The United Nations (UN) proclaimed, in 1966, the date of March 21 as a day of struggle against racial discrimination, in memory of the so-called Shaperville Massacre, in Johannesburg, South Africa, in 1960.
At that time, 69 people died and hundreds were injured after a confrontation with the police. Black people protested peacefully against the Passe Law, which required
that they carried a booklet that said where they could and could not go. Another law instituted during the South African Apartheid period, which lasted from 1948 to 1994.
“March 21, 1966 was one of the most painful moments of a project started in the 20th century by a white, Christian and Protestant minority, which had sought to separate and distance itself from a black majority. Several rights were being lost and the right to come and go was withdrawn. A fundamental right in human rights”, explains historian and researcher Álvaro Pereira do Nascimento.
For Antonia Quintão, president of Geledés, it is important to remember this date because we need to know our own history and the history of African peoples.
“School curricula cannot continue to be constructed and conceived based on historical erasures, hierarchies, subordination of cultures and knowledge”, stresses Quintão, recalling compliance with Law nº 11.645, of March 10, 2008, which study of indigenous and Afro-Brazilian history and culture in schools.
This day is remembered in several countries, including here in Brazil. “The date takes us back to our present and how massacres continue to happen. And what future do we project and make us think about real possibilities for overcoming racism in the future”, reinforces historian Dudu Ribeiro, co-founder of Iniciativa Negra, a civil society organization that works to advocate for human rights and reforms, such as drug policy.
Unfortunately, Brazil still faces many challenges in combating racial discrimination.
“Racism is one of the biggest dilemmas in all of Brazilian society. And not just the black population. However, even today we observe an enormous difficulty in recognizing the structural racism present in the most diverse areas and various segments of our society. We are in the 21st century without effectively facing racism and the exclusion of the black population”, highlights Antonia Quintão.
“Brazilian racism is not derived from slavery. It is a project, an ideology for maintaining the privileges of a white population. he is an instrument
fundamental for the maintenance of racial privileges that benefit whiteness”, explains Álvaro Nascimento.
Nascimento reinforces that, in terms of discrimination, racism still produces new victims of its steamroller. “Most people on the street, addicted to crack, most prisoners are black. Evidence and realities that are presented of the racism still in force”.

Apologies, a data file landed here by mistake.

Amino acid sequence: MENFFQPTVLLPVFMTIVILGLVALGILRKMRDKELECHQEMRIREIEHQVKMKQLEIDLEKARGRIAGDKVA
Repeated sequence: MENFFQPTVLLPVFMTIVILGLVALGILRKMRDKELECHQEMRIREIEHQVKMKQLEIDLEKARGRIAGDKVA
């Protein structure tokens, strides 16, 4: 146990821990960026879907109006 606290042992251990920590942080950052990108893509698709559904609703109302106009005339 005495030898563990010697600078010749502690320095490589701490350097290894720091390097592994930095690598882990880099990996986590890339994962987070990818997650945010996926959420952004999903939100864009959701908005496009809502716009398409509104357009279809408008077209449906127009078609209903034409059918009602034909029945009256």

Experts point out that, despite Apartheid having happened in South Africa, Brazil also faces the consequences of racial segregation, observed over time.
“In Brazil, for example, Cidade de Deus is a neighborhood that was built when people were expelled from a favela in downtown Rio, taken from the center and the south zone to
not have slums there. The Favela do Pinto (RJ) suffered an unexplained arson until today and made people go to more distant places. Today, in these places we don’t have favelas, we have clubs there and a white majority near Lagoa Rodrigo de Freitas in Rio,” recalls Álvaro Nascimento.
The reflection of this segregation is everyday violence. According to Antonia Quintão, she is the other side of racism. “Racism equals violence. And that is why it is important to highlight and denounce that the first great struggle of the Brazilian black population is the struggle for life. It is the fight for survival. This violence is directed, it has the right address. It’s like a stray bullet, here there’s nothing missing. Bullets never go astray in the upscale neighborhood, right? Bullets get lost on the outskirts, right?”, reinforces Antonia Quintão.
“It is important to highlight legislation aimed at combating racial discrimination and the continuation of racial hatred processes. On the other hand, we know that criminal law and criminal justice act mainly for the maintenance and expansion of socio-racial hierarchies in the Brazilian state”, reinforces historian Dudu Ribeiro.
Brazil is one of the signatory countries to the agreement that the UN established on the international decade for people of African descent, created in the General Assembly and which established the years 2015 to 2024 as the decade to reduce the inequalities and exclusions to which people of African descent are subjected.
“We need to think about a project for development, for building democracy in Brazil, which will only be implemented if we are capable of confronting racism. Racism is incompatible with a development project that is truly democratic, stable and sustainable”, stresses Quintão.
Source: CNN Brasil
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